Raymond Hook looks up from behind the bar and, grinning, ambles over to hug a bespectacled woman and shake her husband's hand. It's the first full week of business at Woodfire Grill, the season's most hotly anticipated restaurant. Atlanta's inquisitive foodies have been streaming through the door all night, and Hook seems to know at least half of them.
Hook, 38, has been hired by chef/owner Michael Tuohy to establish the restaurant's cheese service. He guides the giddy newcomers to the gleaming Euro-Cave, a high-tech, temperature-controlled cooler displaying shelves stocked with odd-shaped, cream-colored examples of what the French call "milk's leap toward immortality" resting on handmade straw mats. The foodies lean in, oohing and ahhing. Their appetites properly whetted, the couple prepares to be escorted to their table.
"Order the grilled peach with your cheese course," Hook calls over his shoulder before disappearing into the kitchen. "It's great with the pecan-crusted chevre!"
If you see a cheese course on a restaurant menu in Atlanta, odds are mighty good that Hook has had a hand in it. Formerly the general manager and cheesemonger for Star Provisions, the gourmet market that shares space and ownership with Bacchanalia restaurant, Hook is now a full-time cheese consultant to local restaurants and markets. His arrival in Atlanta in 1999 coincided with a growing national interest in artisan cheese, a unique, handcrafted dairy product made in small batches. As any good foodie will tell you, cheese plates have become one of the hottest new trends at upscale restaurants and cheese tastings are fast becoming the fashionable alternative to wine tastings. There's even an entire restaurant devoted to cheese, called Artisanal, that opened last year in New York City. It is a very good time to be a cheese expert.
Hook's exalted place among the city's foodies is a far cry from his initial foray into the life of a cheese purveyor. His first cheese case was a modest endeavor. In 1984, when Hook was 19 years old, his father bought him a restaurant in tiny Norman, Okla., and it came with a small deli case visible to the customers. He stocked it with green-and-white boxes of Boursin and canned goat cheese simply to keep it filled with a low-maintenance product. His focus was on the restaurant's food, says Hook, who began working in the food industry as a line cook when he was 16. The restaurant, called Boomerang, served mostly Italian and Mexican dishes, and Hook prided himself on using only fresh ingredients to make the restaurant's sauces.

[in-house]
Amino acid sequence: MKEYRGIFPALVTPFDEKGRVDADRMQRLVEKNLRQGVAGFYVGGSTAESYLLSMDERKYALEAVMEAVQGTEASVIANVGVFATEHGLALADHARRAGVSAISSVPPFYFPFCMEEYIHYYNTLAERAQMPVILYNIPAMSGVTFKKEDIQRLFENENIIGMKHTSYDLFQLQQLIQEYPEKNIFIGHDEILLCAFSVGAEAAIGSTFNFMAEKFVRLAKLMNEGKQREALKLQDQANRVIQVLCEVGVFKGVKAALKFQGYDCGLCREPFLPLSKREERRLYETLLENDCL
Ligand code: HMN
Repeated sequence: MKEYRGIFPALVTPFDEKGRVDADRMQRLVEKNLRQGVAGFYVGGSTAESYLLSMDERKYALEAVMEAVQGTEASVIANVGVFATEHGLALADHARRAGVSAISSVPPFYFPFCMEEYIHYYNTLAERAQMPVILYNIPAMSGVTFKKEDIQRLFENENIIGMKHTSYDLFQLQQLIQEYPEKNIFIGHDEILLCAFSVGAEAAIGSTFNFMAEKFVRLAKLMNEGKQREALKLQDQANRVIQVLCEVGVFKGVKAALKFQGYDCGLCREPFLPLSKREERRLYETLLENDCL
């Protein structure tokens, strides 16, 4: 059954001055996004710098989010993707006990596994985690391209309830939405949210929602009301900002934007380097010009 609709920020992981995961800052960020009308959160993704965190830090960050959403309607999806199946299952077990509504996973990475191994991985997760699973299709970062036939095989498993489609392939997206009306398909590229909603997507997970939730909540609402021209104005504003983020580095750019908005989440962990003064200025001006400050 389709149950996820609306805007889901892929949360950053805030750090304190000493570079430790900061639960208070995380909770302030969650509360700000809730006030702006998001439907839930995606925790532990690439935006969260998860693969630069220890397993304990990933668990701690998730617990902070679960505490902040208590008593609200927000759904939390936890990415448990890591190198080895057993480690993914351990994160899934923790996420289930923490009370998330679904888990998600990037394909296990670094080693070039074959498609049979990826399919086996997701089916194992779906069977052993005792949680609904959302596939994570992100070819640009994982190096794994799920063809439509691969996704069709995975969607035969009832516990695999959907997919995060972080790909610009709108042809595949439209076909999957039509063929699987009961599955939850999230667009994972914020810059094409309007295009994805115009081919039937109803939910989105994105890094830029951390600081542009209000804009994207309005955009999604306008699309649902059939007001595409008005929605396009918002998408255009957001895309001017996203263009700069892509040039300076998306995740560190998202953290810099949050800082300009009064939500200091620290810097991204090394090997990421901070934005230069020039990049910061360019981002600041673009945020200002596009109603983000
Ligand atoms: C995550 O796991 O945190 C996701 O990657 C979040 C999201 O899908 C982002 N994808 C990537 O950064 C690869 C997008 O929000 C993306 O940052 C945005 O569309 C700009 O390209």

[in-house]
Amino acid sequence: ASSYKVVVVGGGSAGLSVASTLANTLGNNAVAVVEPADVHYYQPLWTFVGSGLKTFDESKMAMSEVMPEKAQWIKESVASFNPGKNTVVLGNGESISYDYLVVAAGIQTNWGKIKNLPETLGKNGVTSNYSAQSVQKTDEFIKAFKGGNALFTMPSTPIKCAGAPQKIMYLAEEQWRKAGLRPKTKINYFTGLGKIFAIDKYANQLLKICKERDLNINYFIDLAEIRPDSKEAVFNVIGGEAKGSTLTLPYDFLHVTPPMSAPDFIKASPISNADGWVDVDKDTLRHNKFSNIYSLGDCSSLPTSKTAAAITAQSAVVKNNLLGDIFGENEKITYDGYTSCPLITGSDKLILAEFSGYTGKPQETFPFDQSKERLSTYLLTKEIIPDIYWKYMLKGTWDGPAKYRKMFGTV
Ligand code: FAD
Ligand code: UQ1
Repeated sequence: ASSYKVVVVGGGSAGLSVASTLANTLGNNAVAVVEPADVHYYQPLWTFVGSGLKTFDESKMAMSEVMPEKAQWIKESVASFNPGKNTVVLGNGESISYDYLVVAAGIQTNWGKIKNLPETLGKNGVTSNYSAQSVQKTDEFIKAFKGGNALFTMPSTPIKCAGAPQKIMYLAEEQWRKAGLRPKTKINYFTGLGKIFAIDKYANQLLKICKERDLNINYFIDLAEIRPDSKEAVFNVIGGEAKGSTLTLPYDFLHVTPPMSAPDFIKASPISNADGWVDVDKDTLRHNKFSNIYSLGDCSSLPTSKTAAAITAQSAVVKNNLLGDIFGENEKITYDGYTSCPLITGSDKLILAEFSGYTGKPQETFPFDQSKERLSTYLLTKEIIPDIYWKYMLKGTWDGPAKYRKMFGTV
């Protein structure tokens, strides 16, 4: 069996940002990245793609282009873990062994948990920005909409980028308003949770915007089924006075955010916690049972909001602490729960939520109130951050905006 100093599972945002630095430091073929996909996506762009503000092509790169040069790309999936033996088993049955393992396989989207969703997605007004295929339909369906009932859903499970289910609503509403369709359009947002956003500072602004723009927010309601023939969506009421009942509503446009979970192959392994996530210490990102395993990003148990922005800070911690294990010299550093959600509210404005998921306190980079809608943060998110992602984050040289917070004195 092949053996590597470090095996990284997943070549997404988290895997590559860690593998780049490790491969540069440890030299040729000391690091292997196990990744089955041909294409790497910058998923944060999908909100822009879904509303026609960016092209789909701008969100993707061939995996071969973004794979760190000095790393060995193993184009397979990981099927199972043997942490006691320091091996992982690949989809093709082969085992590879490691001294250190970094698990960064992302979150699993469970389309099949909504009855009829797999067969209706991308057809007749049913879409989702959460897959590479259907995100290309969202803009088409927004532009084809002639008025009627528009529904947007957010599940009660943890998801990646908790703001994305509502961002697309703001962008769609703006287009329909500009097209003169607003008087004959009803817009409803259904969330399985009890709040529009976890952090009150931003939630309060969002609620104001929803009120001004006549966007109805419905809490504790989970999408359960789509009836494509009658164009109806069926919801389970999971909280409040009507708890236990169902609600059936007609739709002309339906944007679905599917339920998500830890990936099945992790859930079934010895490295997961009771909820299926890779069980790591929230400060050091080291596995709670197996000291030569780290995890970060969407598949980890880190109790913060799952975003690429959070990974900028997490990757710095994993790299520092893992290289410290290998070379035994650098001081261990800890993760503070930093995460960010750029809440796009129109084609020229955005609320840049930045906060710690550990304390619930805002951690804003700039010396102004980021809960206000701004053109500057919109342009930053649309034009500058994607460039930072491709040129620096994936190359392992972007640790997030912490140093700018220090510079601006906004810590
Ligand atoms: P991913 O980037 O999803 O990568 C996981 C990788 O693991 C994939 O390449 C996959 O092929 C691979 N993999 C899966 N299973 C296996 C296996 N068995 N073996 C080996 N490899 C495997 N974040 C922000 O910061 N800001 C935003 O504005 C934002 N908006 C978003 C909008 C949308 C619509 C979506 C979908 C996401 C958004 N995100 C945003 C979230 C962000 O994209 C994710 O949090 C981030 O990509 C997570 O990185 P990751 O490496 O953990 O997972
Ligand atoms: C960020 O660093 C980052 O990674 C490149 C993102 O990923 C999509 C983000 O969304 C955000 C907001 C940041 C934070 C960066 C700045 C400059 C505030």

The restaurant's name took an ironic twist less than two years later when Hook discovered his father had bought it using funds acquired in shady real estate deals and it had to be sold.
Wanting to extricate himself from his life in Oklahoma, Hook enrolled at the University of Nevada in Las Vegas and took a series of jobs cooking in enormous hotel restaurants to pay for his education. He earned a degree in hotel and restaurant management but had no clear vision of his future, so he worked odd jobs in and out of the restaurant industry for several years. He eventually landed in San Francisco at the end of a gig as a marketing consultant for cable companies.
In 1996, he answered an ad in the San Francisco Chronicle for a food sales position that led to an interview at Ulysses Foods, a gourmet and specialty foods retailer. Up until that point, cheese was never something about which he was particularly passionate.
"We interviewed 25 people for the job, and we knew he was the right one immediately," recalls Kate Collier, whom Hook considers his mentor in the rarified field of cheese. "He was the only one who actually touched the products when he saw them. He picked the cheeses up and sniffed them -- that was a good sign."
Collier found a willing student in Hook. The two of them would spend hours in Ulysses' large walk-in cooler, combing the shelves to find the day's perfectly ripe specimens. "She taught me that the handcrafted cheeses -- and food in general -- is about more than the food itself," Hook says. "It's also about the social and historical significance, the stories behind it, where it comes from, who makes it and why they choose to make it that way, how much care goes into creating these products."
Hook spent time visiting the budding Northern California cheesemakers on their farms and recounted entertaining tales of his trips to his customers. Restaurants on both coasts were beginning to respond to diners who had traveled to France and wanted to repeat the experience of an ambrosial cheese course before dessert. Raymond began selling cheese to passionate Bay Area chefs who were anxious to get their share of the pie (or wheel, as the case may be). Since artisan cheese was largely ignored in the country before the end of the millennium, knowledge was scarce and the chefs looked to Hook for education and guidance. The more he knew, the more cheese he sold.